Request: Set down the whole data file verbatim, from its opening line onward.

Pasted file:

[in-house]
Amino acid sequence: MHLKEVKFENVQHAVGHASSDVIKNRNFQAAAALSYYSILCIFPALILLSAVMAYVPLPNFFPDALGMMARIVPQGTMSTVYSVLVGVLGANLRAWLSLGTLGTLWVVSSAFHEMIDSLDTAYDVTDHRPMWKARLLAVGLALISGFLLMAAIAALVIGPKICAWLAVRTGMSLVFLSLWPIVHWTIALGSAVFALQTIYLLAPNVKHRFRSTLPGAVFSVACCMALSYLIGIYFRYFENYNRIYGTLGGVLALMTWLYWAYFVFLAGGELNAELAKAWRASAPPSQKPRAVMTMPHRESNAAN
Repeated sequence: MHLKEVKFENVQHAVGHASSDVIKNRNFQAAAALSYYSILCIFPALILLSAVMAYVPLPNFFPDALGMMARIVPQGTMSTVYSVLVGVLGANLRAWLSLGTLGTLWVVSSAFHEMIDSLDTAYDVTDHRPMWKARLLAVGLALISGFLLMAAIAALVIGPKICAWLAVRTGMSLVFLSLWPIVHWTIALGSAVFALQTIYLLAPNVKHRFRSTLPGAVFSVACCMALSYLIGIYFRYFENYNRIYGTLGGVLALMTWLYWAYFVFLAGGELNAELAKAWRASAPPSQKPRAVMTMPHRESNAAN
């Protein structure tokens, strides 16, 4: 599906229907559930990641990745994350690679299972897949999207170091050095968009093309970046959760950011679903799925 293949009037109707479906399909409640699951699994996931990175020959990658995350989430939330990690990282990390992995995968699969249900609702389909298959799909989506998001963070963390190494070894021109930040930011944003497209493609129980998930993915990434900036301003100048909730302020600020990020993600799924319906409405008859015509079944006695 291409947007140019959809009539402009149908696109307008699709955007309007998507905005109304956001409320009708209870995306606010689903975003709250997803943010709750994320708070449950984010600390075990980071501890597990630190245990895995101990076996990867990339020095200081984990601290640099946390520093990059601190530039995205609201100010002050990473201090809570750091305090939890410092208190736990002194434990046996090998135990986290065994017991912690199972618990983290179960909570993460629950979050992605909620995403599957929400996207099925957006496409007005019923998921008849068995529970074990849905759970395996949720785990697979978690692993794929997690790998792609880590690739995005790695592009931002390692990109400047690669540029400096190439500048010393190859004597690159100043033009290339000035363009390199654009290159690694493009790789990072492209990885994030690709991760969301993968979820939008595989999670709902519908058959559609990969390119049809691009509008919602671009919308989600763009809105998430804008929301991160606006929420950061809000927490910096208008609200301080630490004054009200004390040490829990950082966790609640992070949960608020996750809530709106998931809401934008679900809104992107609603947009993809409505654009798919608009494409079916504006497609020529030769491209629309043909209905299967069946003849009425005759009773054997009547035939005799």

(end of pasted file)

[in-house]
Amino acid sequence: MHLKEVKFENVQHAVGHASSDVIKNRNFQAAAALSYYSILCIFPALILLSAVMAYVPLPNFFPDALGMMARIVPQGTMSTVYSVLVGVLGANLRAWLSLGTLGTLWVVSSAFHEMIDSLDTAYDVTDHRPMWKARLLAVGLALISGFLLMAAIAALVIGPKICAWLAVRTGMSLVFLSLWPIVHWTIALGSAVFALQTIYLLAPNVKHRFRSTLPGAVFSVACCMALSYLIGIYFRYFENYNRIYGTLGGVLALMTWLYWAYFVFLAGGELNAELAKAWRASAPPSQKPRAVMTMPHRESNAAN
Repeated sequence: MHLKEVKFENVQHAVGHASSDVIKNRNFQAAAALSYYSILCIFPALILLSAVMAYVPLPNFFPDALGMMARIVPQGTMSTVYSVLVGVLGANLRAWLSLGTLGTLWVVSSAFHEMIDSLDTAYDVTDHRPMWKARLLAVGLALISGFLLMAAIAALVIGPKICAWLAVRTGMSLVFLSLWPIVHWTIALGSAVFALQTIYLLAPNVKHRFRSTLPGAVFSVACCMALSYLIGIYFRYFENYNRIYGTLGGVLALMTWLYWAYFVFLAGGELNAELAKAWRASAPPSQKPRAVMTMPHRESNAAN
């Protein structure tokens, strides 16, 4: 599906229907559930990641990745994350690679299972897949999207170091050095968009093309970046959760950011679903799925 293949009037109707479906399909409640699951699994996931990175020959990658995350989430939330990690990282990390992995995968699969249900609702389909298959799909989506998001963070963390190494070894021109930040930011944003497209493609129980998930993915990434900036301003100048909730302020600020990020993600799924319906409405008859015509079944006695 291409947007140019959809009539402009149908696109307008699709955007309007998507905005109304956001409320009708209870995306606010689903975003709250997803943010709750994320708070449950984010600390075990980071501890597990630190245990895995101990076996990867990339020095200081984990601290640099946390520093990059601190530039995205609201100010002050990473201090809570750091305090939890410092208190736990002194434990046996090998135990986290065994017991912690199972618990983290179960909570993460629950979050992605909620995403599957929400996207099925957006496409007005019923998921008849068995529970074990849905759970395996949720785990697979978690692993794929997690790998792609880590690739995005790695592009931002390692990109400047690669540029400096190439500048010393190859004597690159100043033009290339000035363009390199654009290159690694493009790789990072492209990885994030690709991760969301993968979820939008595989999670709902519908058959559609990969390119049809691009509008919602671009919308989600763009809105998430804008929301991160606006929420950061809000927490910096208008609200301080630490004054009200004390040490829990950082966790609640992070949960608020996750809530709106998931809401934008679900809104992107609603947009993809409505654009798919608009494409079916504006497609020529030769491209629309043909209905299967069946003849009425005759009773054997009547035939005799």